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Linotype is a type of 19th century printing technique that printed an entire line instead of each character on the printing surface. The linotype process allowed the quick and easy printing in bulk of products such as newspapers, magazines and books. This method of printing was used until the 1960s and 1970 until offset lithography and early computerized methods replaced this printing process.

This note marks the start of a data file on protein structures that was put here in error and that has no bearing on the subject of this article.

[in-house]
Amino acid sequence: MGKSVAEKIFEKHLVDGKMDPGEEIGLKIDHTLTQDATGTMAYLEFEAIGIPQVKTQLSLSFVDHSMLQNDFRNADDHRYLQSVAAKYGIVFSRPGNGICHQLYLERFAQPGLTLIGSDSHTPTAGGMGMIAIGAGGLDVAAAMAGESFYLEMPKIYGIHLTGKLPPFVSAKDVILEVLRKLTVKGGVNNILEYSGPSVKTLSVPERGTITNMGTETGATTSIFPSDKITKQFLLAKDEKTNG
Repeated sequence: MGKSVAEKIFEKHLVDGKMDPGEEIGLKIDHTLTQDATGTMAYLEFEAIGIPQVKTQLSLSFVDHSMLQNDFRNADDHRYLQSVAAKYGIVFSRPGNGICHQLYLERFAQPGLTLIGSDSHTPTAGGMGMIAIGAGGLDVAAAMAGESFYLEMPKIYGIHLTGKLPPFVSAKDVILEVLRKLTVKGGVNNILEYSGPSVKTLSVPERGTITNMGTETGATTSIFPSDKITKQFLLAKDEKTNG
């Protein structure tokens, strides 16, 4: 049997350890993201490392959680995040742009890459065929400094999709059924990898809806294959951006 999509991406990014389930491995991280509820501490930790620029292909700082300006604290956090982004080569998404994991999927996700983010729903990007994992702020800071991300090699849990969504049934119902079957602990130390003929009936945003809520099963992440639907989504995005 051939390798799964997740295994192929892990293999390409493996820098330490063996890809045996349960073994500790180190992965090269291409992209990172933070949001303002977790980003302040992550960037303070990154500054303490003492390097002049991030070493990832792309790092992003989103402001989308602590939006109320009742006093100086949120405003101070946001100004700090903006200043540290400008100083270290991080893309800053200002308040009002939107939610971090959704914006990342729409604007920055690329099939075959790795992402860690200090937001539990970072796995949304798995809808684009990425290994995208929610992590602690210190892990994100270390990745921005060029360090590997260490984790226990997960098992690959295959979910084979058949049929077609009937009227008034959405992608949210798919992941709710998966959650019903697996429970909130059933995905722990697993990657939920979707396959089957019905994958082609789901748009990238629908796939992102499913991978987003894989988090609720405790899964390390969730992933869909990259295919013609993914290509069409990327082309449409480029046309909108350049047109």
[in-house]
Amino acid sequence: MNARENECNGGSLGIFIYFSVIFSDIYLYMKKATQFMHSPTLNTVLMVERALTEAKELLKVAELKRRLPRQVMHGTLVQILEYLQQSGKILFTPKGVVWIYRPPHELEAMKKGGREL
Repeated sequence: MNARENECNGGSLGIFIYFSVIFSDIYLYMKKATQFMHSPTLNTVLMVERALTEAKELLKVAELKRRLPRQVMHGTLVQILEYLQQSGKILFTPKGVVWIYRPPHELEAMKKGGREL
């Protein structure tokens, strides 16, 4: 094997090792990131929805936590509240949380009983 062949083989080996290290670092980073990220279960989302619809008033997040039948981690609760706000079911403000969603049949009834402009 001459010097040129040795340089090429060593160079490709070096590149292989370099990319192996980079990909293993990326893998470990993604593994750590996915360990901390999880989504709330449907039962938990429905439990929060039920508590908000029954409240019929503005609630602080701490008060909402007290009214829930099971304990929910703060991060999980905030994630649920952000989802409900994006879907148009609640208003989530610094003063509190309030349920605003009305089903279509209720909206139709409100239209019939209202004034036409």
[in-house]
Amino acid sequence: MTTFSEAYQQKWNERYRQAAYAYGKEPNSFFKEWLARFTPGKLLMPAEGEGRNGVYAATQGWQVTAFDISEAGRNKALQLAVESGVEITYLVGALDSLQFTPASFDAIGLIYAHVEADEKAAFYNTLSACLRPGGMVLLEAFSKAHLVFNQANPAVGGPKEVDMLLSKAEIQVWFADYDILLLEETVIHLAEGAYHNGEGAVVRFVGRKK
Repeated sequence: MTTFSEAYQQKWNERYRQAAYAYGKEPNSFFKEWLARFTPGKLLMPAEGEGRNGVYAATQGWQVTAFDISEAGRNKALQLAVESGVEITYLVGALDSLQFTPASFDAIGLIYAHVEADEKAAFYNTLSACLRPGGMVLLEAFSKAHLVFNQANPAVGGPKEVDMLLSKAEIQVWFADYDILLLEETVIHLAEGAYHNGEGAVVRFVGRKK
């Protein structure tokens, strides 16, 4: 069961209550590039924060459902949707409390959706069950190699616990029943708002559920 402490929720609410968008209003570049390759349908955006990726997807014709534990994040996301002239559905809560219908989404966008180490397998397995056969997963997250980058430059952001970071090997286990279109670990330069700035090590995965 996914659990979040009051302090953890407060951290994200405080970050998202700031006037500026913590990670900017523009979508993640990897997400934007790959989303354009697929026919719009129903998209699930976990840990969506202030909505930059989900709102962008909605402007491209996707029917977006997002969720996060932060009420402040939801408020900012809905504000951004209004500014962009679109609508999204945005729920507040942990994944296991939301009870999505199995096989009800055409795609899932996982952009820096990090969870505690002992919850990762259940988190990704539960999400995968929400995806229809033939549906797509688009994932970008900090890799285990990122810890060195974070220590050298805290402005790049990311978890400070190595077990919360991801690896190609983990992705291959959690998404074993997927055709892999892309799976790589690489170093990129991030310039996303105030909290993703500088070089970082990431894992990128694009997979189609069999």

Invented by a German watchmaker in 1884, linotype is a technique that quickly revolutionized the printing industry. The name is derived from “line of type,” which is a literal description of the process, itself. The method includes molding of characters in the form of a line on a piece of metal known as "slug." The typesetting is called "hot metal" typesetting. Newspaper, cards, posters, books, magazines and other such bulk printing was greatly improved with this process. Matrices with lines cast are then replaced after printing and are later reprocessed and reused.